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1. Introduction p. 3 2. Schools for the Future p. 4 3. Infill Site p. 10 4. Cube Project p. 16 5. Harbour Masters p. 18 6. Personalization of Space p. 26 7. Theatre of Cruelty p. 30 8. Blackmith p. 34 9. Pairetree Byre p. 36
I tend to take an investigative and holistic approach to architectural design. The direction of the research is usually determined by the project and I tend to use a combination of words and photography to express my intention. My ideas usually formulate through a collision of whimsical notions and functional ideals which I synthesise into a tangible form. I have wide ranging and varied interests. What has excited me most recently is what I would term ‘experiential architecture’ be it in the form of a subway intervention or aerial walkway, architecture that can generate and instil a sense of excitement holds a greater significance to me than a fanciful façade or instant icon. Conversely, I’m drawn to the decrepit and decayed; I believe that buildings can imbue a sense of time, history, and place; I have a deep seeded interest in ruins. Whilst studying in the UK I wrote my dissertation on the Japanese aesthetic WabiSabi, and from that point on my interest in ruins and the aging process has blossomed.
Schools for the future
St Peters Primary School
A school already exists on this site, but it’s far from ideal. The building is situated on the centre of the site so the playground is forced around the perimeter and the children are exposed to a busy high street. The building itself is uninspiring and the teachers expressved a sense of loathing towards it.
An awkward site located on a busy road overlooking the quayside in the city of Lincoln. The brief was to design a family dwelling suitable for an average family. The Site measured on 5 metres wide (approx.) and as such this posed several problems. . .
Solid, Skin, Void…
Exploring space - the tangible, the illusory, and perceived.
The brief was to design a new building for the Harbour Master at Brayford Pool in Lincoln. Included in the brief was a list of seemingly unrelated to spaces such as a visitor’s centre and a launderette. I couldn’t rationalise the juxtaposition of these spaces so I started to consider them as fractured elements.
This notion coupled with a brief study of the properties of water lead me to design a series of buildings linked by their orientation and proximity.
Personalization of space
Function of the frame
Both the clock and the light reside on my bedside table, and they are not alone. The frame that is my bedside table is a window into my everyday life, it is also a reflection of events, habits , and lifestyle. “Both in art and literature, the function of the frame is fundamental. It is the frame that marks the boundary between the picture and what is outside. It allows the picture to exist, isolating it from the rest; but at the same time it recalls – and somehow stands for – everything that remains out of the picture.” Italo Calvino
“Objects, like people, come in and out of our lives and awareness, not in some random, meaningless pattern ordained by fate, but in a clearly patterned framework that sets the stage for greater and greater self-understanding” The image is of a model which describes what it is to inhabit a space, to take control of it, and make it your own. As I see it, part of inhabiting a space is to surround ourselves with familiar possessions, be it books, music, furniture. Over time these possessions may come and go, new ones may be introduced, old ones replaced, but these objects find a natural order which creates the familiarity that puts us at ease with our surroundings.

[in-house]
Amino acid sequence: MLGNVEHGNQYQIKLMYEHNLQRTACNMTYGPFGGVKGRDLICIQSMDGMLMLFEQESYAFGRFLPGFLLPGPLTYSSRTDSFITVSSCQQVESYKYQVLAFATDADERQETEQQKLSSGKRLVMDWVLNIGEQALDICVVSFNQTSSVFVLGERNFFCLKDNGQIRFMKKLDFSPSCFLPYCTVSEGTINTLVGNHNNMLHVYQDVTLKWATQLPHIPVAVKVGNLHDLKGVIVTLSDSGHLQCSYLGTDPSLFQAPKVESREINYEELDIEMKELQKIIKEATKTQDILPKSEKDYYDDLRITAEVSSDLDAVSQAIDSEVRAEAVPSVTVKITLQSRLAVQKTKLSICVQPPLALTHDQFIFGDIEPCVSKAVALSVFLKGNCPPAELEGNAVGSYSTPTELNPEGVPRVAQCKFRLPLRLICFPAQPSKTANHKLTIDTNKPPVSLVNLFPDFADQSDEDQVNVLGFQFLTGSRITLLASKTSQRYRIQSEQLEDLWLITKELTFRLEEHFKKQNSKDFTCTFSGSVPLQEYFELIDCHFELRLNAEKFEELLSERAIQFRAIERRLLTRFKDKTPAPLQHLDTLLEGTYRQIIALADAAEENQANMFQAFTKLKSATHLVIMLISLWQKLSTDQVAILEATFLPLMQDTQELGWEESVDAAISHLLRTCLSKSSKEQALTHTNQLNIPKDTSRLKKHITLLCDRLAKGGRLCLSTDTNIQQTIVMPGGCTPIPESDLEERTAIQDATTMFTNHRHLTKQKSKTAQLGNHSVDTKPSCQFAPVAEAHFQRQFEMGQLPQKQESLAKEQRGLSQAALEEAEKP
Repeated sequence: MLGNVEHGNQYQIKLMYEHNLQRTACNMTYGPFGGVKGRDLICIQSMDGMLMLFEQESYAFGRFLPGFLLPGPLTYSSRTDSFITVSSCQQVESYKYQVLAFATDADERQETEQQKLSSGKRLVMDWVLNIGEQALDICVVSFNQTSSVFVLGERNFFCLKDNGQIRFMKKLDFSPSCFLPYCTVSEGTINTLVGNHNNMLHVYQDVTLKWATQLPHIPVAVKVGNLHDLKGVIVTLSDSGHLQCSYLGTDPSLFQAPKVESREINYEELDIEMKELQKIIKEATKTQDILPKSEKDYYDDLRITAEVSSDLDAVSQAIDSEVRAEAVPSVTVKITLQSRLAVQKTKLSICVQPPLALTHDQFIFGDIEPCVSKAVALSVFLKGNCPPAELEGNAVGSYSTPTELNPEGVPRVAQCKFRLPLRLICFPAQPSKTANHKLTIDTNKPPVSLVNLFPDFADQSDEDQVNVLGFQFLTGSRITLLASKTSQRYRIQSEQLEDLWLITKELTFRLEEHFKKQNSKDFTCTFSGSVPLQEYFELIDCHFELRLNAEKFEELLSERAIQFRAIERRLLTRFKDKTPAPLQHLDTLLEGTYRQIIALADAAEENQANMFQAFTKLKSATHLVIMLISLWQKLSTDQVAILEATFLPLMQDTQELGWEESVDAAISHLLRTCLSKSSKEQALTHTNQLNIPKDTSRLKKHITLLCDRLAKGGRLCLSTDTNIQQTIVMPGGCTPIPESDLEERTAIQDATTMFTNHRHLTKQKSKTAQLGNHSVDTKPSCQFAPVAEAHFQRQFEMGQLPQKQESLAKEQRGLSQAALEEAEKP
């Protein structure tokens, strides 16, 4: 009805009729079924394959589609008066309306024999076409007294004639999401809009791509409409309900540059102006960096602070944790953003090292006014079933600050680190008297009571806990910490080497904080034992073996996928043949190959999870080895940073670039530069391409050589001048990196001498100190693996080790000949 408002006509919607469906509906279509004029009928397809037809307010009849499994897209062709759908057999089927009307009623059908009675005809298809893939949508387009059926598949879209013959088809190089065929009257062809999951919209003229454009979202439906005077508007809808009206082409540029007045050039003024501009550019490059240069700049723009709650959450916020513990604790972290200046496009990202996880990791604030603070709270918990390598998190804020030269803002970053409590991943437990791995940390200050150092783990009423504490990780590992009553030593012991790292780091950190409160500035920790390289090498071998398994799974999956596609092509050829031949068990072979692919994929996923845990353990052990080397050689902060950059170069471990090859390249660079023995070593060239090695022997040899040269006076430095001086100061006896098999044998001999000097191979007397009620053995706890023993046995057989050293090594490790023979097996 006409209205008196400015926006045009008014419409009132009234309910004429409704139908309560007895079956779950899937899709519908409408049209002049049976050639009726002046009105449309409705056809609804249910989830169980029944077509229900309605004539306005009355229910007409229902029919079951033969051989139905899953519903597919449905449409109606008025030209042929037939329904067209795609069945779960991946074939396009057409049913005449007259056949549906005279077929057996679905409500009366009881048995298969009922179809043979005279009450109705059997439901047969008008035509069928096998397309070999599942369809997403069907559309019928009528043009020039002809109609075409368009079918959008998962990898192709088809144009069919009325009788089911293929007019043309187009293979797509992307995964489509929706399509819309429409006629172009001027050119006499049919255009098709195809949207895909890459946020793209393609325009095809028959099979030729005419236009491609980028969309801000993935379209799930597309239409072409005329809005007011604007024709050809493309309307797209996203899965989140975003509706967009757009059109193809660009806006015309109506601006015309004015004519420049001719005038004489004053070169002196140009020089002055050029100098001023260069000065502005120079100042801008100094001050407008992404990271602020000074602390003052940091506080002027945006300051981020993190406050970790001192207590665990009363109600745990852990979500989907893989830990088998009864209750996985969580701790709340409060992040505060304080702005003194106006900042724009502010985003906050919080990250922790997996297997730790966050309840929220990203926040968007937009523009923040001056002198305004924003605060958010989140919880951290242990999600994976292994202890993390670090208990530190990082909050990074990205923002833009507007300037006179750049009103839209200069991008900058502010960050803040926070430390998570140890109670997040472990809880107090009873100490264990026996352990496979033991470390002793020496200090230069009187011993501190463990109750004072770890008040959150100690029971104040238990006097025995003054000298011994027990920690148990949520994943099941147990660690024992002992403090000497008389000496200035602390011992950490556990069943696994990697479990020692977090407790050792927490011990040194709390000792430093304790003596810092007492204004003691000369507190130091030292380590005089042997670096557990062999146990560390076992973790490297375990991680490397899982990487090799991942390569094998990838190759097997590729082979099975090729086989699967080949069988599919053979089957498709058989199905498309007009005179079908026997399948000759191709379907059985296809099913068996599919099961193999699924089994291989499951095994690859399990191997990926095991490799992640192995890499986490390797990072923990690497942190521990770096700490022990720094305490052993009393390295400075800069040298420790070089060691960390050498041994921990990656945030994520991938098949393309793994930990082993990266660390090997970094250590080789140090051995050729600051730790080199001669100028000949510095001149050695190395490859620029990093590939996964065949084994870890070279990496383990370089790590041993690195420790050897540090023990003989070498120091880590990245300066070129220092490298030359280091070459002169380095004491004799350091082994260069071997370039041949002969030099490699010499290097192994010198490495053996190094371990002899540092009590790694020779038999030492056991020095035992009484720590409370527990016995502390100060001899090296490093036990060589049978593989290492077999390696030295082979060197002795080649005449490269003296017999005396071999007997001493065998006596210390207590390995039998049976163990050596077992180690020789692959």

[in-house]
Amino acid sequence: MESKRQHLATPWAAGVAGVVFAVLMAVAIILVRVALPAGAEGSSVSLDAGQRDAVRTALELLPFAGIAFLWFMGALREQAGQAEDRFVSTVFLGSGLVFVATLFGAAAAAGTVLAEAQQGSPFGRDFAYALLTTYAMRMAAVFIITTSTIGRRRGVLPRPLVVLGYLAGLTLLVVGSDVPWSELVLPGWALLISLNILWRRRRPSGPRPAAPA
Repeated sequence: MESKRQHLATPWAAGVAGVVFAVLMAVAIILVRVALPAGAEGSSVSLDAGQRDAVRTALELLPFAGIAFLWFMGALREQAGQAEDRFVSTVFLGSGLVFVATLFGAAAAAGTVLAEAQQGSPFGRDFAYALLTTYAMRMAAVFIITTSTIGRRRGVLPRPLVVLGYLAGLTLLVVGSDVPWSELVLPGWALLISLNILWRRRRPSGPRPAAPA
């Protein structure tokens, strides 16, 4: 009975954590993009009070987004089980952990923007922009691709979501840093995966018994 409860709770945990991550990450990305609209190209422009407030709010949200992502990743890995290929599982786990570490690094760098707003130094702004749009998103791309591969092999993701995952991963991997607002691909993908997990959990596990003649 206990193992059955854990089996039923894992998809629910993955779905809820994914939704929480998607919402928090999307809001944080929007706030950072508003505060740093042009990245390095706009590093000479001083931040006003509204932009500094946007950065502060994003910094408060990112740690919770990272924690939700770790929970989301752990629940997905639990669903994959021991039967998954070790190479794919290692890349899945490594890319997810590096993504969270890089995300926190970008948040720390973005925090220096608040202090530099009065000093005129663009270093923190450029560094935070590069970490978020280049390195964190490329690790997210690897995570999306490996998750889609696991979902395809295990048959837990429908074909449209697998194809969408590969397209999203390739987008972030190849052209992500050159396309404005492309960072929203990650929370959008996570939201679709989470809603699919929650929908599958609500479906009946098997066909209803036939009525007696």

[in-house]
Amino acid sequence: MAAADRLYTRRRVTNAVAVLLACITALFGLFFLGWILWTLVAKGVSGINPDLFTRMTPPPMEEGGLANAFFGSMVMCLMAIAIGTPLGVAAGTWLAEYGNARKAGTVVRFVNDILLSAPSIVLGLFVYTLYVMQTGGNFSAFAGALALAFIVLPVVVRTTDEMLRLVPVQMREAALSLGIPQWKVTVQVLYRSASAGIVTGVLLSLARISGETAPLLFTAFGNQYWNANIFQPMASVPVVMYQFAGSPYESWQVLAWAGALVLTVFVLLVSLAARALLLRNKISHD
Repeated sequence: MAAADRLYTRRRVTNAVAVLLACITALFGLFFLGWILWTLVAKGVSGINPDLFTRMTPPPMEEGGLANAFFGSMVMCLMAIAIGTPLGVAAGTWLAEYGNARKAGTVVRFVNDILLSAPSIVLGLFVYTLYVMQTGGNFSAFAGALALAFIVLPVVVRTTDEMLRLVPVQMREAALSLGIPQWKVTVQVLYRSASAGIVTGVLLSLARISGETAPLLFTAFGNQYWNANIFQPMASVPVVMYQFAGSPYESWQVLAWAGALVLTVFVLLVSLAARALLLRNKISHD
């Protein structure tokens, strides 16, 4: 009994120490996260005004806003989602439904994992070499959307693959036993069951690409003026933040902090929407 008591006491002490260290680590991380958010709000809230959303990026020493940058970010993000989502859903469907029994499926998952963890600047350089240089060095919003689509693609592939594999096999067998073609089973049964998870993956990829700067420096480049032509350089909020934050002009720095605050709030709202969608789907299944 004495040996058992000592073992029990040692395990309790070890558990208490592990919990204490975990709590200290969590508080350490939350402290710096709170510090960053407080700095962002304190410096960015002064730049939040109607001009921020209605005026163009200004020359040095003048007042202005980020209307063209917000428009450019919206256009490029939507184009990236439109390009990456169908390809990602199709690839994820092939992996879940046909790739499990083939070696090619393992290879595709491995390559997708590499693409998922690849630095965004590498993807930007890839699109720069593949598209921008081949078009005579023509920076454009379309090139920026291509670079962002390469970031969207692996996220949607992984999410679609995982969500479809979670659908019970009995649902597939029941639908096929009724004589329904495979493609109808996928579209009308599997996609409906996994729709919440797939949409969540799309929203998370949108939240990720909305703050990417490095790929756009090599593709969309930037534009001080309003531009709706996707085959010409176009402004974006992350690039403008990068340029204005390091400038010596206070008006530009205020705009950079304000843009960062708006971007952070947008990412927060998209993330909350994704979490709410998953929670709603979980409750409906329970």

Threate and Cruelty
Comprehensive Design Project
This project began with a study of an oriel window, from there the language that developed led me to consider the notion of being on display in a theatrical manner.
Using the musings of Antonin Artaud I designed this building as a vessel, listless and inert without its inhabitants, yet allowing for frivolity, freedom and exposure when occupied. In a sadistic twist of convention this theatre puts its inhabitant’s on display, the spectacle that unfolds within is clear for all to see – the spectators’ become the spectacle.
Butcher, Baker, Candlestick Maker
Lincoln is a city with a long history, much of which is told through its buildings. The city attracts visitors seeking to experience the old and the quaint, tea shops, bookshops, and boutiques clothes shops give the city an olde world feel. The brief of the blacksmiths project was to introduce a traditional trade to the market place – an area that feels sterile and generic.
I personally oversaw the total renovation of this property. This included extensive ground works, a new roof, and an extension. Replacing the roof afforded the opportunity to create some dramatic spaces by having a vaulted ceiling throughout. The building was stripped back to just the bare brickwork and refitted in a style and layout that suited the new owners lifestyle.
This is a property located in rural Lincolnshire, surrounded by farmland in a remote setting. The Byre had been converted into a dwelling sometime during the 80’s, but half the building remained in its original barn like state whilst the habitable part was woefully inadequate for more than one occupier.
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